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Format: Audio CD
Apparently the Beta Band doesn't like this album. One gets the feeling they don't really remember recording most of it. For the record, I think its great. By the time you get to brokenupadingdong you'll think you've heard everything these guys can think up, but they keep throwing curveballs till the end. If Grandaddy had heard "Simple Boy" they might've gotten a few more good ideas on how to make machines sound broken. "Round the Bend" starts off relatively normally, but Mason leads it off the tracks with his stream of consciousness delivery. Many of these songs sound like the Betas tried to sabotage them, and ended up creating something far more interesting. Twisting Bonnie Tyler's melodramatic "Total Eclipse of the Heart" into lengthy beauty "The Hard One" works far better than you'd think it would. I did deduct a star because I always skip over the grating "Beta Band Rap" opener, which pains me, cause I really wanna give this a five. If this is the type of album the Beta Band makes and doesn't like, I can't wait for one that they love.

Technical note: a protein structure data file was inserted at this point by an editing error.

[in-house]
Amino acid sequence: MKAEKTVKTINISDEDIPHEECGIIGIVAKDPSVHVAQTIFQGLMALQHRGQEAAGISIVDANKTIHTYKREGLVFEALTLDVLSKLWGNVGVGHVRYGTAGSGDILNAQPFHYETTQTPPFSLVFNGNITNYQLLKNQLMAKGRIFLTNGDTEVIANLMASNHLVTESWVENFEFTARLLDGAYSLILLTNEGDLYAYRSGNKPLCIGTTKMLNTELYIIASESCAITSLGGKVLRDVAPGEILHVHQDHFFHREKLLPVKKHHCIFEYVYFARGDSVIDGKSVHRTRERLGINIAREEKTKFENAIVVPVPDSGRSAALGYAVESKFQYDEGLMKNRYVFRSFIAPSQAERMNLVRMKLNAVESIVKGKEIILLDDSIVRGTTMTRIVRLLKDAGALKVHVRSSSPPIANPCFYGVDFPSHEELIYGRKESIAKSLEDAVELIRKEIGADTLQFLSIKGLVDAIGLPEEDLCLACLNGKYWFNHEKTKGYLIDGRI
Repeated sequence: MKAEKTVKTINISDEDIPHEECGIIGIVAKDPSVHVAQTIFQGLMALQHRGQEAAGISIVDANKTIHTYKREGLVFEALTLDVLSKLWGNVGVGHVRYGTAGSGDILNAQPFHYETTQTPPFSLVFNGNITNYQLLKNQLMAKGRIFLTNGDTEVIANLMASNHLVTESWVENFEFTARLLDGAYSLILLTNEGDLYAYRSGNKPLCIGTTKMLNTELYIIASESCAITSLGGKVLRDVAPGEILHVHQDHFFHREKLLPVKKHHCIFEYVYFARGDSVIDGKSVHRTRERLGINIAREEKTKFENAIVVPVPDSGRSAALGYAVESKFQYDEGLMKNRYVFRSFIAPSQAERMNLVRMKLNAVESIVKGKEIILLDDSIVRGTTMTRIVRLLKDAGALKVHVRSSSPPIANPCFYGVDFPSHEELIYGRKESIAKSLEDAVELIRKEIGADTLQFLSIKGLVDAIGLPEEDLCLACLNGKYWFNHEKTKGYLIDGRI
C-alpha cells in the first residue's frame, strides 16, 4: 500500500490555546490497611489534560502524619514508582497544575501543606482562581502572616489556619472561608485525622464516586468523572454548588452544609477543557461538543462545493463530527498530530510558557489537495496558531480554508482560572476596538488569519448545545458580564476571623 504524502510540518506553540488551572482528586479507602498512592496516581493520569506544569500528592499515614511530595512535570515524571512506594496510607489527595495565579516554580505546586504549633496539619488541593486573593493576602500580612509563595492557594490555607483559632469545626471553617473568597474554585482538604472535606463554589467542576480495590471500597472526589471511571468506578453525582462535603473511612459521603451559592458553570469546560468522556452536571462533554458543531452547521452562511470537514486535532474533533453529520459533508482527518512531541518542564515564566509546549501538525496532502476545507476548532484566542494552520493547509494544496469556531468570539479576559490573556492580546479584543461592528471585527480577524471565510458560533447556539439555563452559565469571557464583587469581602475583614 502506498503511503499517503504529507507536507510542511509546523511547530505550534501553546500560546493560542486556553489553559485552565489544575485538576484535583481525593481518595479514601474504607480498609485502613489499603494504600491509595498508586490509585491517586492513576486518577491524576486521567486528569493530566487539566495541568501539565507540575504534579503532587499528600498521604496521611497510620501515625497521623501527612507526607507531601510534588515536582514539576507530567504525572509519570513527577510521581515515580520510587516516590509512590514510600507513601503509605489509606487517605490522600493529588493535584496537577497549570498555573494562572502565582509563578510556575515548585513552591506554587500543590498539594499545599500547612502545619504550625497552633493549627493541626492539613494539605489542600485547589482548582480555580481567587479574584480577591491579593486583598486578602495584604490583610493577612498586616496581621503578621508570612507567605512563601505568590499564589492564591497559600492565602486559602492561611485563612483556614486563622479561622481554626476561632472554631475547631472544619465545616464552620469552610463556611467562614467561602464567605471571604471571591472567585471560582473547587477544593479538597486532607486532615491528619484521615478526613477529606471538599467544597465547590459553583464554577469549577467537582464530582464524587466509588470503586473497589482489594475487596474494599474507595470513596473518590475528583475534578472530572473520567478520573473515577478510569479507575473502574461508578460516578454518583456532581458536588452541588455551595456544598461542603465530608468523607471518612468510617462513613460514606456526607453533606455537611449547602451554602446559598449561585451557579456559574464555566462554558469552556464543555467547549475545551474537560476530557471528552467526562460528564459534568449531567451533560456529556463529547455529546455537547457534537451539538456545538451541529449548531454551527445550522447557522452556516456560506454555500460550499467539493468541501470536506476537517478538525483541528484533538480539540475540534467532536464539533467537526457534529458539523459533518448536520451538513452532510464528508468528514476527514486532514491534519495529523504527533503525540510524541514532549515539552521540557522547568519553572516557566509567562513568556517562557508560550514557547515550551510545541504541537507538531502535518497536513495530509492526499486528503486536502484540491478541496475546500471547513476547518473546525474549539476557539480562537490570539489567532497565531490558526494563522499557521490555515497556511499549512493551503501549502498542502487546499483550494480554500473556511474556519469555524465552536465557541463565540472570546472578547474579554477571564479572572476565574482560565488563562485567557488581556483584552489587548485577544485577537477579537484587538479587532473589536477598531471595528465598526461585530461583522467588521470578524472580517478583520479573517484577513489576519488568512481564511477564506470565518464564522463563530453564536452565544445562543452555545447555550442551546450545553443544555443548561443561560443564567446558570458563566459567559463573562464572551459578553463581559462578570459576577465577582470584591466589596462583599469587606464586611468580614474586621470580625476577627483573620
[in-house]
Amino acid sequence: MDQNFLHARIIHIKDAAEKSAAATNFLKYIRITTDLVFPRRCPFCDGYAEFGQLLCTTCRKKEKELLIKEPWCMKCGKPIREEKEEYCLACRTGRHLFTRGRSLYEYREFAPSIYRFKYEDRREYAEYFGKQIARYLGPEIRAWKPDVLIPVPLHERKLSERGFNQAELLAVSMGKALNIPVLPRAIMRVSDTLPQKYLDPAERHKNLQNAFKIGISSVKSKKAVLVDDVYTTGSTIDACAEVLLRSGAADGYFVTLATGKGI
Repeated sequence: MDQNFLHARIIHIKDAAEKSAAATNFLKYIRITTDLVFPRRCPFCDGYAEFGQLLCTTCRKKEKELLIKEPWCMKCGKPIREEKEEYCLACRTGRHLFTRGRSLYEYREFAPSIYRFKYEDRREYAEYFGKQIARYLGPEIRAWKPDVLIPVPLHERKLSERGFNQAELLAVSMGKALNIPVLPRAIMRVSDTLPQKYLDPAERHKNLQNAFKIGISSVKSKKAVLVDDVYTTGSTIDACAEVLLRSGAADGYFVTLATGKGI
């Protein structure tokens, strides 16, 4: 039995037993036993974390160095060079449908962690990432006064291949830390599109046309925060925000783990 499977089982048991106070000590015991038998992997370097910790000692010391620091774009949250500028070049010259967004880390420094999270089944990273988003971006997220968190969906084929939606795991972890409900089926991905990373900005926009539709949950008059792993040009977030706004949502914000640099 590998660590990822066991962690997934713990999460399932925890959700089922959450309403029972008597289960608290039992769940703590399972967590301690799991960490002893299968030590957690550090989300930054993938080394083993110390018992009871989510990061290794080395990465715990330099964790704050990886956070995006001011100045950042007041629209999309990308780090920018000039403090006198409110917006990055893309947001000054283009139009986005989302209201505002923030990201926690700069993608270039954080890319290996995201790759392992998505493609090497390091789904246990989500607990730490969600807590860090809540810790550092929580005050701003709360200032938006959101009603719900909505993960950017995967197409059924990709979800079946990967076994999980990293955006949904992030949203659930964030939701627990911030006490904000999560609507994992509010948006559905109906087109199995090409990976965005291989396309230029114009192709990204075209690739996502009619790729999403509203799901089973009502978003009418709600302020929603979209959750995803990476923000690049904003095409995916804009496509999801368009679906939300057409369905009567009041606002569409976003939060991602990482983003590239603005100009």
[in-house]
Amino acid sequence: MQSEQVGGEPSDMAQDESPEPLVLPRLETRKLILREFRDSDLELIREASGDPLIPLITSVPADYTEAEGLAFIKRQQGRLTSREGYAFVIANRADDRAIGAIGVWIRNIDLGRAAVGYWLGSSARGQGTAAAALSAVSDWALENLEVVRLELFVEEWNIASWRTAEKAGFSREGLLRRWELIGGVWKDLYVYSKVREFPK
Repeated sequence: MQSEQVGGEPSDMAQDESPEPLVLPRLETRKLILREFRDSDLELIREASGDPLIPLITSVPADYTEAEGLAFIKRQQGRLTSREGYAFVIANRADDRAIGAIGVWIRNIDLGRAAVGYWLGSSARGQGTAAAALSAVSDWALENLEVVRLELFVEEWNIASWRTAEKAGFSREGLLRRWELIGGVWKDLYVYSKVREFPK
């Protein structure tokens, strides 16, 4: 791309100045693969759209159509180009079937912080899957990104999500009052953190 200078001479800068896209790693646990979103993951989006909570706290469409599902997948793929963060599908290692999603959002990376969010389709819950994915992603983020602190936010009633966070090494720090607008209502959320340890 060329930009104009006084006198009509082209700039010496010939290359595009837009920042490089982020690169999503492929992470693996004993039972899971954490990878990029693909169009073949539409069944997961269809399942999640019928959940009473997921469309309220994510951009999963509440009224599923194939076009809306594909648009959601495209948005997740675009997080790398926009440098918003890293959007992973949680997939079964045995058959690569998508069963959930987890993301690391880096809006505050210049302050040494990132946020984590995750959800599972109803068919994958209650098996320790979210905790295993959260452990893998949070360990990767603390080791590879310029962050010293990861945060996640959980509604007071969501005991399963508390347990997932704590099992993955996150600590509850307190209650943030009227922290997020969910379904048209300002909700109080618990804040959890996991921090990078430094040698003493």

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Format: Audio CD
I read a review in SPIN or Rolling Stone where they touted the Beta Band as the divining rod pointing the way where all music was sure to head or evolve. Now, while I knew that they could not be the second coming of music as we know it, I am a fan of other artists on the Astralwerks label and figured that a BAND that was released through a label synonymous with DJ's, breakbeats, trip-hop and such - was definitely worth a listen. The opening track - while some find to be insanely creative - I found to be wierd for weird's sake, that is until the transition into the rest of the album kicked in...fluid from one song to the next. There is probably no instrument left unplayed, no genre unexplored or mixed with (notably: "Broken Up A Ding Dong" which uses driving folk guitars, soft - almost passive vocals, with steel drums and an accelerated almost ska-like breakdown). The hip-hop style tracks are evocative of Beck in many ways (lazy, free form, odd-time signature lyrics) and the layering of the elements never gets in the way of the appreciation of the song as a whole but instead provides new discoveries with each listen. Nothing like this is out there - and quite possibly there will never be. All the more reason to own it.